I have always been very obsessed with body image. When I was young, baseball was my sport. Soon after, I joined the swim team. During these years I’ve never looked the way that pleased me. When the age of fourteen came around, I decided to join the gym with a personal trainer. At this time, being overweight and unhappy. Never did I think the gym would mean so much to me in the future. Just before the age of sixteen, bodybuilding made a drastic impression on me. The art of building a well symmetrical body. Everything about this sport fascinated me because it gave a chance to create a new me.
When I started working out, I wasn't the strongest critter in the jungle. I felt ashamed of myself, I was a walking stick, my little sister weighed more than me and most of all, I was below the average height, but I didn't let that stop me, in fact I used it as a motivation to accomplish my number one goal of a healthier lifestyle
Brian snapped back to reality in the St. Lucy’s gym. If he wants to acheive his goals, he knows he will have to work hard. He feels great at this moment, and in the future he will become even better. With a pep in his step, he saunters back to practice, prepared for what challenges are to
The Harlem Renaissance period in Modernistic American Literature began when Black authors wrote about that with which they were familiar—what it is to be black. Writers such as Langston Hughes, Zora Neale Hurston, and Willa Cather proved through their writings that the African-American lives were not only different from that of their white counter-parts, but that the writings were relevant for the historical period and beyond. Another Harlem Renaissance writer who led the way for future black writers was Nella Larsen, author of the story Quicksand.
I had started the day early in preparation. At 5 A.M., I had woken up, before anyone in my house had stirred from their night of sleep. I grabbed a t-shirt, shorts, my phone, a pair of earbuds, and a hoodie. It was essential that I kept myself as calm as possible. I stepped on the scale, praying that I had not gained any amount of weight, it read 175lbs – this would suffice for the open weight class. The open weight class was for anyone over 175lbs. I allowed myself some food, a piece of bread and a glass of water would suffice. Three hours would pass, filled mostly with pacing and deep thought on my behalf. I would wake up my mother, who had arranged to take me to the venue, Phoenix College. The thirty minute trip was painfully long, with each mile I questioned my decisions. Was I ready? What if I got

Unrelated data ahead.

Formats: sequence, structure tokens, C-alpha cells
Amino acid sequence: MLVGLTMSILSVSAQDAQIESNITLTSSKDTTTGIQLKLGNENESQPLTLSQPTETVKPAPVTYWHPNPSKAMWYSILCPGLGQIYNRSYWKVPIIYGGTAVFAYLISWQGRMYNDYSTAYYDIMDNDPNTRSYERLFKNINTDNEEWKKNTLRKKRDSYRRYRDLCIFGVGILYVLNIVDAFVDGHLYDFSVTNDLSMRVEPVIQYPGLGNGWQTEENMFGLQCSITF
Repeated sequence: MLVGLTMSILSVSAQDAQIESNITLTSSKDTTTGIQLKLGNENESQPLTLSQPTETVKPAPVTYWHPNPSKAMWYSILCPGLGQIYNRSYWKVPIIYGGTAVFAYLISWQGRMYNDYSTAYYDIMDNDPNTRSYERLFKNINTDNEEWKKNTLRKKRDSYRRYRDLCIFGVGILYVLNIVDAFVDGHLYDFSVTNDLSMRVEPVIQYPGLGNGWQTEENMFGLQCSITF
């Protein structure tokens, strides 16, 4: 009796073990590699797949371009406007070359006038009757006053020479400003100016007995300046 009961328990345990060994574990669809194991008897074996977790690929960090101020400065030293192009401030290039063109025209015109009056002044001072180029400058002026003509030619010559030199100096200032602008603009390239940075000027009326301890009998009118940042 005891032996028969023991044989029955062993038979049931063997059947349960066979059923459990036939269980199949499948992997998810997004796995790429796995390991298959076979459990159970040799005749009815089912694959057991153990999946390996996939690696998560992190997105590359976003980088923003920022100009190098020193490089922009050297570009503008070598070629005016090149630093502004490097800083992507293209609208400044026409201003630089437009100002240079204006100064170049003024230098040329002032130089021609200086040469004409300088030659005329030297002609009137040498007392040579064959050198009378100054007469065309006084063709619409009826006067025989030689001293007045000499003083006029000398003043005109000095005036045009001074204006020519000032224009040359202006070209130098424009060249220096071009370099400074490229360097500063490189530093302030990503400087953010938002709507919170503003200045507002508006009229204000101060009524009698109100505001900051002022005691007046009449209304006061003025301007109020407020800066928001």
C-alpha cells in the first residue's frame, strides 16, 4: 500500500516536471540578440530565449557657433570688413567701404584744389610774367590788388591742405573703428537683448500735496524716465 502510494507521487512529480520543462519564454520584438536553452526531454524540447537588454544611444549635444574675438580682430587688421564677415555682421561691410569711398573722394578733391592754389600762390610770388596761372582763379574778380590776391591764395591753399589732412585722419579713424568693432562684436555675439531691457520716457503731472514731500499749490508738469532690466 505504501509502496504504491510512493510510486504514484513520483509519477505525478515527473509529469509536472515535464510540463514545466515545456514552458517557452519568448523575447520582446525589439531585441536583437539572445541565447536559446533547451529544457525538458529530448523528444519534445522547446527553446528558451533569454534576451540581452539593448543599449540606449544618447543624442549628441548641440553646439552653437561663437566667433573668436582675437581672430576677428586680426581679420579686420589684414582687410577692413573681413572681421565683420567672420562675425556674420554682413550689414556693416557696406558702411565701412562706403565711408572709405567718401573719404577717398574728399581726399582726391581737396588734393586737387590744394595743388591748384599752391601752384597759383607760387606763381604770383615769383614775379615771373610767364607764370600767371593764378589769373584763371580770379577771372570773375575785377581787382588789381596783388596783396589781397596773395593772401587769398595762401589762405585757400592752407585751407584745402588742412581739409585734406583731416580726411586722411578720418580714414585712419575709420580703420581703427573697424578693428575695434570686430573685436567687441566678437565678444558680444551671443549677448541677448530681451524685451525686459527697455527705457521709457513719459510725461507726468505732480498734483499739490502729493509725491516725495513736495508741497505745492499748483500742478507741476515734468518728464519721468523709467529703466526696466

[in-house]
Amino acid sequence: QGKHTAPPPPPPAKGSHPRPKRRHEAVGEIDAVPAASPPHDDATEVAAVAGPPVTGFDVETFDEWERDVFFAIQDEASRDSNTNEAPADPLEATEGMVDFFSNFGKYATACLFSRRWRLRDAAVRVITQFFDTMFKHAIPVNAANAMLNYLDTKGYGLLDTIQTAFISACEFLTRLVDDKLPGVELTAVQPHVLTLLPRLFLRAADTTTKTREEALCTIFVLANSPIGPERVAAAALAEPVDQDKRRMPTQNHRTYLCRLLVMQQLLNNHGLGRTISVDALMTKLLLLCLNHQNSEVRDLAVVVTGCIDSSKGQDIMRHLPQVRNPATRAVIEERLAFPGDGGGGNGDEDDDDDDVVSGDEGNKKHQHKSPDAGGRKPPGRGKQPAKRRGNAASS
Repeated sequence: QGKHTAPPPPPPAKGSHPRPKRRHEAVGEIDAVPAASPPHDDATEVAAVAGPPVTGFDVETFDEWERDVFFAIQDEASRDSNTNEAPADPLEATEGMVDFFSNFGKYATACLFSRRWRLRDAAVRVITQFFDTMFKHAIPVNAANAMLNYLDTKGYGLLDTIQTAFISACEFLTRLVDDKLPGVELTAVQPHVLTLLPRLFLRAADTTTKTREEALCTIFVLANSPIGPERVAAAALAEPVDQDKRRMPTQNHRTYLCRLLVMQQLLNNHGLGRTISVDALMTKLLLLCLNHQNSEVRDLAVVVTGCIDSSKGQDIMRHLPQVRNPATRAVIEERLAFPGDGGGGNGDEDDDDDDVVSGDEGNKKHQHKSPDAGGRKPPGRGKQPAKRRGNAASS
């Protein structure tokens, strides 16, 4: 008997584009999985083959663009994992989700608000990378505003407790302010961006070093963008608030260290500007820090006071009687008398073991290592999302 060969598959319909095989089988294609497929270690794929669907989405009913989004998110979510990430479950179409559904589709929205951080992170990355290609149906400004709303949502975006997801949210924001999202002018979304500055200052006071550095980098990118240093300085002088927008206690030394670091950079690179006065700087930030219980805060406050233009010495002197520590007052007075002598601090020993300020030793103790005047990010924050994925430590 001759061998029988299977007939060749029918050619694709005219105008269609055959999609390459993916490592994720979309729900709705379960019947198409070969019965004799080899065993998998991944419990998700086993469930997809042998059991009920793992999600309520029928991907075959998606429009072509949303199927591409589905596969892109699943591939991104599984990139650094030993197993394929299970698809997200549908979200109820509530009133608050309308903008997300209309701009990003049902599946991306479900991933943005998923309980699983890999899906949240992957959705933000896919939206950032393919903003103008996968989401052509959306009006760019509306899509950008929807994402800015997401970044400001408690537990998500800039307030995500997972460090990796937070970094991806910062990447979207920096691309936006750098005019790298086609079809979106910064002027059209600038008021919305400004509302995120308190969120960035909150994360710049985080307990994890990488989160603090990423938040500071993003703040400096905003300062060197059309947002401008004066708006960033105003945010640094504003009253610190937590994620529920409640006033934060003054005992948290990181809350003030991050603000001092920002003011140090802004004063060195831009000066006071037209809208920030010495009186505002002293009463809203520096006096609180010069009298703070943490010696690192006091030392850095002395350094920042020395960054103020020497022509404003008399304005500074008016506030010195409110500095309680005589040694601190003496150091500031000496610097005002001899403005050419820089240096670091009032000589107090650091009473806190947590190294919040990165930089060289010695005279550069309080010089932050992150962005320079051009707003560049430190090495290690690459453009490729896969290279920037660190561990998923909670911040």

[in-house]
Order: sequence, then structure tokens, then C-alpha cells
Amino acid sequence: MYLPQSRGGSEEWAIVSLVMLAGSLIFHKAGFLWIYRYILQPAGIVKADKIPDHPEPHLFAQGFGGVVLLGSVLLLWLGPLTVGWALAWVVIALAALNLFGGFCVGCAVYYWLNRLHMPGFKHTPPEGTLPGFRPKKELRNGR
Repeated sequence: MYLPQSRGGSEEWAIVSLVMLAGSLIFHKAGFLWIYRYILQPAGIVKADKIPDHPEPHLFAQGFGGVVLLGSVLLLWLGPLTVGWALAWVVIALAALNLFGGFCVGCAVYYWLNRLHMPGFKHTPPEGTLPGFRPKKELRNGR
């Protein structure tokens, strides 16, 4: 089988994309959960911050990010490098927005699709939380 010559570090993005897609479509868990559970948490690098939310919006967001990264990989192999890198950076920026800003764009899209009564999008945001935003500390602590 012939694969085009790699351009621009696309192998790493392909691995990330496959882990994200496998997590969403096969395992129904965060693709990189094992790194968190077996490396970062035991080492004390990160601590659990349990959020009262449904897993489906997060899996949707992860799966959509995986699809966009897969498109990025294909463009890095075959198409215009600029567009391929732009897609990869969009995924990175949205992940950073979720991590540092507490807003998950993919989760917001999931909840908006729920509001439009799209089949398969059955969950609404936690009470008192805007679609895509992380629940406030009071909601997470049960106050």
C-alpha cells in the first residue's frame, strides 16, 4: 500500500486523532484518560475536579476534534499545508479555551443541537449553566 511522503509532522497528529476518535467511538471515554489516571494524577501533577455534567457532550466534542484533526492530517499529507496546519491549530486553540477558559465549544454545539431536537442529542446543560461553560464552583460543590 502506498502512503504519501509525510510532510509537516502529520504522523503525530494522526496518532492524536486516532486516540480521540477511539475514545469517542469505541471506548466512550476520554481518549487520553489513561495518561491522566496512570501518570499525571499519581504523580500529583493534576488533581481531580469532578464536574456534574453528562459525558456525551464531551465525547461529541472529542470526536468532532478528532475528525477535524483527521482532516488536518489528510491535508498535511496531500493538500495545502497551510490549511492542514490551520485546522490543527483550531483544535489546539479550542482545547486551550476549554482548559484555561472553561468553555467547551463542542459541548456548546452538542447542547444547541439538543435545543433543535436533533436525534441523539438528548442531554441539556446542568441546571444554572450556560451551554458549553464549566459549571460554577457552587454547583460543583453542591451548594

I woke up that morning walked up to my scale dropped all my clothes and suspensefully stepped up onto my scale, and slowly looked down to see a daunting but expected result 177 lbs. 7 pounds, I needed to lose 7 pounds. What did I do, well I did what any wrestler would do; I try to drop as much water weight as possible. I had spit two full water bottle while chewing cinnamon gum; sat in a sauna while wearing 3 trash bags, 2 jackets, and 2 sweatpants; I hadn't eaten all day but that should be a given I mean I'm a wrestler after all. This self-abuse some would call; essentially, was all in the name so I could walk on a mate for three periods then get my arm lifted(when you win a match the referee lifts your arm up) and walk off. I'm getting ahead of myself. Before I could wrestle in a half-dead state: I had one measly task in front of me. I needed to step onto an officially weighed scale and make my class weight. As
At 10pm we sat silently in my mother’s car. I had just spent the entire day competing in a wrestling tournament, and not well I might add. I was frustrated, and ready to quit. My 8th grade wrestling season had been a disaster, and I decided I was done. But I had been wrestling for half of my life, for 7 years and my mother knew this was difficult for me. She looked at me and said, “Just give us one season of high school wrestling Justin. I have a feeling you will really like it if you just give it a chance.” I looked at her cautiously, “One season. Fine.” Ordinarily, participating in an extra season of wrestling wouldn’t sound serious, but I thought it was. Toward the end of middle school I weighed only 75 pounds; I was small for my age. In high school the lowest wrestling weight class is